When a cynical investigative journalist is tasked with writing a profile of the famous Fred Rogers, he gets more than he bargained for and experiences the life-changing impact of Mister Rogers firsthand.
Other Reasons to Watch:
- Tom Hanks: Tom Hanks is arguably one of the greatest actors of our generation. While I wouldn't say that he looks much like Fred Rogers, he was certainly a terrific choice to exemplify the charity, kindness, and thoughtfulness of the man. I have no qualms with his performance and, though it was an absolutely essential aspect of the film to get right, he nailed it.
- Nostalgia Abounds: Those who are familiar with the characters, music, and subject matter of the television program, will feel all kinds of nostalgic throughout the film. The music, puppets, and style of the original program pop-up all throughout the film.
- Innovative Filmmaking: There was a very special moment about halfway through the film during which the filmmakers made a daring choice. They invited the audience to take a moment, to think deeply about something along with the characters. It was a quiet moment - it was not rushed - and Tom Hanks arguably broke the fourth wall by staring directly into the camera in such a way that caused us to think. This was a courageous decision and could have easily disrupted the magic of the moviegoing experience, but was, instead, refreshingly original and thought-provoking.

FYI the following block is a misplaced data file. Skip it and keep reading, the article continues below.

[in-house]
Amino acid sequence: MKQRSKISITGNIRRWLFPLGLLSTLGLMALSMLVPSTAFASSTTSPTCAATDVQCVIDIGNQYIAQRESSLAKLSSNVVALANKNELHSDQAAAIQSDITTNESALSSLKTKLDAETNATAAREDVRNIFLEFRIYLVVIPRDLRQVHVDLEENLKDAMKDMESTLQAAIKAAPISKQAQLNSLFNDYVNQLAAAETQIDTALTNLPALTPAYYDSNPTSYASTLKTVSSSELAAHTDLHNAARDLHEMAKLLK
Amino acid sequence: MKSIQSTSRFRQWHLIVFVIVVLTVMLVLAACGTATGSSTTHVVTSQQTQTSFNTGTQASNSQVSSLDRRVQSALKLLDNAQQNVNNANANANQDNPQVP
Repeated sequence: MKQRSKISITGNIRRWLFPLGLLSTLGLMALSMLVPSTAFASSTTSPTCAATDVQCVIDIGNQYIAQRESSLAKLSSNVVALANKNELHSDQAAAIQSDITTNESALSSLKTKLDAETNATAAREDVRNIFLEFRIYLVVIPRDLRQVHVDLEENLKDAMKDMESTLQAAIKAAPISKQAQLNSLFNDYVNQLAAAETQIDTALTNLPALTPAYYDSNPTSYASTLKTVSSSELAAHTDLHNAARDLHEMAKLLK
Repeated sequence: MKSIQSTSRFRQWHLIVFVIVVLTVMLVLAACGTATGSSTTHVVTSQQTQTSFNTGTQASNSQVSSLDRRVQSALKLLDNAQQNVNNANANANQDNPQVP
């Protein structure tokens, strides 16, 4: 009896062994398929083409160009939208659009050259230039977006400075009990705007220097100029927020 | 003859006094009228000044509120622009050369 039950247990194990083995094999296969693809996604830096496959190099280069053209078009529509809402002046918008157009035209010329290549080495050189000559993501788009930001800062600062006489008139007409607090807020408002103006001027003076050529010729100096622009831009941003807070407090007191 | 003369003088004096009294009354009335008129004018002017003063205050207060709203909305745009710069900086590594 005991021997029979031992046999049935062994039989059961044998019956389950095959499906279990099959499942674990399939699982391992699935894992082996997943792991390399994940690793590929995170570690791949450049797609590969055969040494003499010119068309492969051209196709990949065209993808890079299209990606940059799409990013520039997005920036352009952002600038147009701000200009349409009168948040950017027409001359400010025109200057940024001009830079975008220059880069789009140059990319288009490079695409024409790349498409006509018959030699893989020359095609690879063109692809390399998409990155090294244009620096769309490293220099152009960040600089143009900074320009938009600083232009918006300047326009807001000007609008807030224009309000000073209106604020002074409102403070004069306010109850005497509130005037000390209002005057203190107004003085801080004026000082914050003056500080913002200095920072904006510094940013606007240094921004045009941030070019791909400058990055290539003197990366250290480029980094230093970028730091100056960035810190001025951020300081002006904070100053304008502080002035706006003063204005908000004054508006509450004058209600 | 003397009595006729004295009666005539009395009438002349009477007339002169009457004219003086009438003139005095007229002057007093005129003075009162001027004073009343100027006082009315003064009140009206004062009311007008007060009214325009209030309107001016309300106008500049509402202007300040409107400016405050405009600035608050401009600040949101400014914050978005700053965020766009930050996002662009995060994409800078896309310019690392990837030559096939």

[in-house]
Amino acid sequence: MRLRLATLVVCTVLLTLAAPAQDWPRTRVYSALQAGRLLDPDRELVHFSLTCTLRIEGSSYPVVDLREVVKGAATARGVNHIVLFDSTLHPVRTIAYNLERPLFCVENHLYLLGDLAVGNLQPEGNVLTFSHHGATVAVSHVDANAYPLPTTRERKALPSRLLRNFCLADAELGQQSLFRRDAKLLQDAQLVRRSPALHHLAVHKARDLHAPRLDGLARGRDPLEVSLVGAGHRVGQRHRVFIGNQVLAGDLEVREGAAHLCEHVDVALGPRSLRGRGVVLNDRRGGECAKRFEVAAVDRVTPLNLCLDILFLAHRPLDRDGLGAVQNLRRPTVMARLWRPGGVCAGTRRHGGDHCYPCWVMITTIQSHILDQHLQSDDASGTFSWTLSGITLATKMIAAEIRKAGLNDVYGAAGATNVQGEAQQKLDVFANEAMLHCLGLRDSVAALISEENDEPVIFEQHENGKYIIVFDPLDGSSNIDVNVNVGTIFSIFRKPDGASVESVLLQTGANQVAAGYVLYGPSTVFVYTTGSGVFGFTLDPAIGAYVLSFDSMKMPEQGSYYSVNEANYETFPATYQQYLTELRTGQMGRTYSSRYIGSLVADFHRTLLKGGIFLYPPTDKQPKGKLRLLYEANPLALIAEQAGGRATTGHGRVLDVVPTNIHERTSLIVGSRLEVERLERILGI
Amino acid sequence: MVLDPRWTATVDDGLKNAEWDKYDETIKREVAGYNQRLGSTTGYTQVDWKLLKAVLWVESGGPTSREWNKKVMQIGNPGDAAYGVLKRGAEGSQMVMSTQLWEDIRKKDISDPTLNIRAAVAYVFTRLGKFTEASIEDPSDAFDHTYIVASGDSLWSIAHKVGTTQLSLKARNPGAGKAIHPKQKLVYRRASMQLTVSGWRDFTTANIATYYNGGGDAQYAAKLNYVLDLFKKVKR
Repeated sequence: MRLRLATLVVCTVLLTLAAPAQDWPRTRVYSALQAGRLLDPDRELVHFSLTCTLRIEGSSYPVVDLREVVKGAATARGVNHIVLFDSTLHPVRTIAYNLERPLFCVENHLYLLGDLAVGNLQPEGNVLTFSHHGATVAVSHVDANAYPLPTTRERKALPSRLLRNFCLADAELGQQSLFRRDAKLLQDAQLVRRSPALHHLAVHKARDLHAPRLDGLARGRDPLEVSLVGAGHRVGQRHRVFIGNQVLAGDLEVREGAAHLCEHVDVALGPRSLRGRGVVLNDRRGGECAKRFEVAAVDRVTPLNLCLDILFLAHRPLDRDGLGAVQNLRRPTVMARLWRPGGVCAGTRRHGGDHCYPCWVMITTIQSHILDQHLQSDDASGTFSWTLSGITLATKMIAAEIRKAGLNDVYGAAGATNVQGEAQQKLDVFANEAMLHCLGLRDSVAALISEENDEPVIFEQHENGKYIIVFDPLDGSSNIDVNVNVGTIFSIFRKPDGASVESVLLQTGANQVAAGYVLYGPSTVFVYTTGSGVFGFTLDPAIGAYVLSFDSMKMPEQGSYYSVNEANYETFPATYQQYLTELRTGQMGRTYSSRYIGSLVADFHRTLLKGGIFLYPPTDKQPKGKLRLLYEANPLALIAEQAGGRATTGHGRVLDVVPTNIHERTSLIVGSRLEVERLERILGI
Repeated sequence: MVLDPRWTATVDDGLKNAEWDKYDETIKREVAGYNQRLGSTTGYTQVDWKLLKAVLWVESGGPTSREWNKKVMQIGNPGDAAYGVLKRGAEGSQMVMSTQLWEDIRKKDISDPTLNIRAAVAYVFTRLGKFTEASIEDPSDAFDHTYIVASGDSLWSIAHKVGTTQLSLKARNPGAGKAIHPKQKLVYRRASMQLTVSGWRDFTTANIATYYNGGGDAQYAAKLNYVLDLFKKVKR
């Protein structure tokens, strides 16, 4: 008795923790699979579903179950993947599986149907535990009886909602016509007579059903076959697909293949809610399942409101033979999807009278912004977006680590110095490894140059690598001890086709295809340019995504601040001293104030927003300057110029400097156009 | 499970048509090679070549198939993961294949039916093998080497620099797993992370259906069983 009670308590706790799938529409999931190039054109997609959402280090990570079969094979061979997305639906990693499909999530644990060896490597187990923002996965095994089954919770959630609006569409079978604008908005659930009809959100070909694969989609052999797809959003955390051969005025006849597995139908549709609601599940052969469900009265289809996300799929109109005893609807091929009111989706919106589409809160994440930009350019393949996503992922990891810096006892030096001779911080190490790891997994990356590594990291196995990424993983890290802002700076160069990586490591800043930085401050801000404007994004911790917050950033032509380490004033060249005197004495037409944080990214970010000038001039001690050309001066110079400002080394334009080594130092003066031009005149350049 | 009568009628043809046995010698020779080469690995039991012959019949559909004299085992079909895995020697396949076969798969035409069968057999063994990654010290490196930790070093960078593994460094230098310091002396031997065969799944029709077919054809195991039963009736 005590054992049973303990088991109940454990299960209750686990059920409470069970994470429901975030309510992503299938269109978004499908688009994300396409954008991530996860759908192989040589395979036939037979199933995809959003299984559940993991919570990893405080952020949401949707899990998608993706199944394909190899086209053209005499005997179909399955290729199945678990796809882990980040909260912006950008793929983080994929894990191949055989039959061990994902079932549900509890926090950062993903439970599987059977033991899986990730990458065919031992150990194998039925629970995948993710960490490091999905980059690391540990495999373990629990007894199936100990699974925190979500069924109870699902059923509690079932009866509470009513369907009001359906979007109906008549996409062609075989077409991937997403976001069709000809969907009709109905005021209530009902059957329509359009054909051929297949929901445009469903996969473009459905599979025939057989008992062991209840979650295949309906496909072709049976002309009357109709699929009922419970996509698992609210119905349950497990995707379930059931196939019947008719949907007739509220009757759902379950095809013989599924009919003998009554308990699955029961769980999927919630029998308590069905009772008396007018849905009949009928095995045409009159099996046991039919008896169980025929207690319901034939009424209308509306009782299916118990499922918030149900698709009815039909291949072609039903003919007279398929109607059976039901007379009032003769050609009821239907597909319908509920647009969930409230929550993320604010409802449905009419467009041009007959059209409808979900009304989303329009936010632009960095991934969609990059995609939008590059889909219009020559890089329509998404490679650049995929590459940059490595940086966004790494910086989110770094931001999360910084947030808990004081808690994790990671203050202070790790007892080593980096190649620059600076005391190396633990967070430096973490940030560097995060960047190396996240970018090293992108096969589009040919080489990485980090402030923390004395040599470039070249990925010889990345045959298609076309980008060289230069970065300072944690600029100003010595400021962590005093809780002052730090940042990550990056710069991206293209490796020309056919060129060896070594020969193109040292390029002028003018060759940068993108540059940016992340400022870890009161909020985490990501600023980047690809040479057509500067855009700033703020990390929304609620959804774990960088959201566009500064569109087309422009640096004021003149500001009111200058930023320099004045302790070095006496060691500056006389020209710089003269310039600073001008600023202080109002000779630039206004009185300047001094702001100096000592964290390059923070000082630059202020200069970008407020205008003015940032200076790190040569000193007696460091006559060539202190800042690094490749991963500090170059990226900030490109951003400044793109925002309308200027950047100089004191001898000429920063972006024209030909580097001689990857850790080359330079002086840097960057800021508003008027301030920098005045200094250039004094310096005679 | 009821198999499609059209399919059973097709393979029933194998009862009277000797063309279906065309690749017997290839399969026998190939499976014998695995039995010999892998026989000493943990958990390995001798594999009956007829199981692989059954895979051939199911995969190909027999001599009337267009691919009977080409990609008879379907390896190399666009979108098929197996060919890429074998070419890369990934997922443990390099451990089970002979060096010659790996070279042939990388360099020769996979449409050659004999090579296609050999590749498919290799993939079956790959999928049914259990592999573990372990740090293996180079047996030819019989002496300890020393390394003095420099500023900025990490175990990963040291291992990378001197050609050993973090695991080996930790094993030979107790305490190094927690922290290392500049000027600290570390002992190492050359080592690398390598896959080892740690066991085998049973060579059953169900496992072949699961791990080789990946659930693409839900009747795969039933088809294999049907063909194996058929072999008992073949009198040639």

- Heavy Subject Matter: The subject matter and themes of this film, like many of the topics discussed on the Mister Rogers program, are weighty and serious - which may or may not be what you're looking for in a movie night. Traumatizing family relationships, illness, hurt, and death. Nevertheless, as Fred Rogers once taught, "Anything that's human is mentionable, and anything that is mentionable can be more manageable. When we can talk about our feelings, they become less overwhelming, less upsetting, and less scary." Is the whole film sunshine and rainbows? No. But neither is life. Mister Rogers did not ask us to ignore our feelings and frustrations, but to truly feel them and face them and move forward. While I wouldn't call it a kids movie, it can certainly help you to be a better parent and a kinder person.